The metroidvania concept has been done many times over, but that hasn’t stopped developer Pikku-a from trying to put their own spin on the infamous sub-genre. That’s where Dr. Atominus comes in; an old school looking sci-fi platformer that features elements you would ordinarily expect to find in a metroidvania title. Is a budget-priced session with Dr. Atominus what everyone needs right now, or will a lack of innovation see it overshadowed in a crowded market?
While Dr. Atominus doesn’t exactly reinvent the proverbial wheel, it may serve well as an entry-level metroidvania platformer. It depends whether you can overlook a few questionable aspects in order to embrace the experience as a cheap and cheerful one.
The premise of Dr. Atominus sees the titular character making a scientific breakthrough while attempting to uncover the secrets of the fourth dimension. In doing so, he magnifies an atom that becomes full of life and is ready to be experimented on further. Well, the atom has other ideas and wishes to escape before anything else is done to it; this is where you’ll take over control of the atom in a bid to flee from the clutches of Dr. Atominus.
Focusing on the writing first, and it isn’t great to be honest. With text-based dialogue serving up a tale using very straightforward, unexciting and generally quite simple sentences, you won’t ever be on tenterhooks. Interestingly though, there’s a neat little twist in the narrative and, as the plot unfolds, it at least provides insight into the importance of the atom itself. Other than that, it’s a forgettable story, which means the success of Dr. Atominus relies mainly on the gameplay.
In order to reach a conclusion to the adventure and find a way out, you must guide the atom through a series of inter-connected rooms with only lateral movement and the option to jump at your disposal. Back-tracking is all but assured as certain areas are off-limits until you acquire more abilities. So far, so metroidvania, right?
Well, almost every ability comes about by defeating each of the bosses, which provides the atom with an extra electron that allows you to perform new moves. You can eventually use the patented double-jump, gain the opportunity to wall-climb, fire mesons at enemies, and turn blocks into water. I say eventually, but given that the entire journey is over within an hour, you won’t be waiting for long. While some games of this ilk can feel like a chore, the speed at which you’ll gather the new abilities here is very welcome.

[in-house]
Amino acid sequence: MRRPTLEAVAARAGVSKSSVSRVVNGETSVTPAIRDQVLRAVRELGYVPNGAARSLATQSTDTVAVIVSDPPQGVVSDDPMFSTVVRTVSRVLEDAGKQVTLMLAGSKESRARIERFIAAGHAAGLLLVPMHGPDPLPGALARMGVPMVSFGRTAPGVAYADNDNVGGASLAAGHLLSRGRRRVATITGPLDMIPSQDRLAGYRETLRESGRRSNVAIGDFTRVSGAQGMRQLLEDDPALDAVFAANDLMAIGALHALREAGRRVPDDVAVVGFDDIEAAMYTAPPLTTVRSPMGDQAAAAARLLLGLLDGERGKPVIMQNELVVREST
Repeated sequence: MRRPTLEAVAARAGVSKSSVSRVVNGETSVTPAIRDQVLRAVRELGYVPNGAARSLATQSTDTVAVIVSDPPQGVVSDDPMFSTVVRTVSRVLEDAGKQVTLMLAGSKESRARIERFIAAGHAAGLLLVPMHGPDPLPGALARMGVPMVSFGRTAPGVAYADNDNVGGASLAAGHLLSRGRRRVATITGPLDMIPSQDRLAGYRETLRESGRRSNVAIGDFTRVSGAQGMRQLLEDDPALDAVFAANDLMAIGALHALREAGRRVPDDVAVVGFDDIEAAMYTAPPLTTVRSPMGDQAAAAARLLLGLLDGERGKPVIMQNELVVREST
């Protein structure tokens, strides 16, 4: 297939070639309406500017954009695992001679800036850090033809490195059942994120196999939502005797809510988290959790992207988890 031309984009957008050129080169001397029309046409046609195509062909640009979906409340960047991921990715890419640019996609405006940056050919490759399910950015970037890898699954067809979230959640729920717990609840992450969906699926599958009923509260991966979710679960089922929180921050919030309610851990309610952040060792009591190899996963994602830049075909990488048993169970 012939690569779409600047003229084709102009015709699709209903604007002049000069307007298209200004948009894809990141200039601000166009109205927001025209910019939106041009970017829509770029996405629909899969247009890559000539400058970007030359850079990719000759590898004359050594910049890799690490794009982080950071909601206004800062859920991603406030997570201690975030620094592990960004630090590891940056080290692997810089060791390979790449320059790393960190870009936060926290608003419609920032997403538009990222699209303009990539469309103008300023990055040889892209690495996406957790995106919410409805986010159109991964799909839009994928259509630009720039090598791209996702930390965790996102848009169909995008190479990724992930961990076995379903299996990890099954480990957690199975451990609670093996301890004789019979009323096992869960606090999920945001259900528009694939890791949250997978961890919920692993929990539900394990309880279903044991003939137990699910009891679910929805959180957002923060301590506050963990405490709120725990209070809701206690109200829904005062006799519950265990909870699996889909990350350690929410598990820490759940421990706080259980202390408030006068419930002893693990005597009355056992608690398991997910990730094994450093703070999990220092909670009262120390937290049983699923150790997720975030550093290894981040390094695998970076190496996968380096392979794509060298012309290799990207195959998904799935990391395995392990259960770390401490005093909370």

There’s plenty going on in the short space of time too. Whether you’re taking down the generally squishy looking enemies patrolling certain rooms, or manoeuvring blocks onto buttons to open up pathways, it’ll keep you busy. In addition, some parts are filled with water and it puts you under pressure to reach the surface before drowning, while other sections are out to burn you with fiery hazards. Despite the variety, the lack of difficulty means you won’t ever get stuck and I doubt anyone will find it challenging.
Even in the department you usually expect to offer a challenge, the boss encounters, the action is swift and the foes are barely a threat. To add further disappointment, it’s hard to tell when you’re actually causing damage to a boss, with nothing obvious to signify it. The designs are pretty poor as well, with a sea creature resembling what can only be described as an infant’s drawing of a crocodile and a large brown circular thing with four limbs as prime examples.
Initially, the fact that Dr. Atominus possesses three different endings is an interesting prospect. However, upon reaching one conclusion in particular, it appears to bug out time and time again after what should be the beginning of a happy ending. Other than that though, having multiple endings adds a little reason to replay it at least.
On the whole, Dr. Atominus is a very cheap metroidvania style platformer, which is probably best suited to those wanting an entry-level type of instalment. It crams a lot of different features into an adventure that will last no more than an hour and deserves praise for that. Unfortunately, the ease in which you’ll venture past the bosses and through the rooms in general, means that you won’t find much of a challenge here. There are also a few terribly designed boss characters; these really stand out for all the wrong reasons in what is otherwise represented in a decent looking 8-bit style.
Whether you can overlook a handful of glitches, as well as a buggy ending, is up to you, but Dr. Atominus should do an alright job at delivering a swift blast of enjoyment. Just don’t expect too much from it.
Dr. Atominus is now available on Xbox Series X|S and Xbox One via the Xbox Store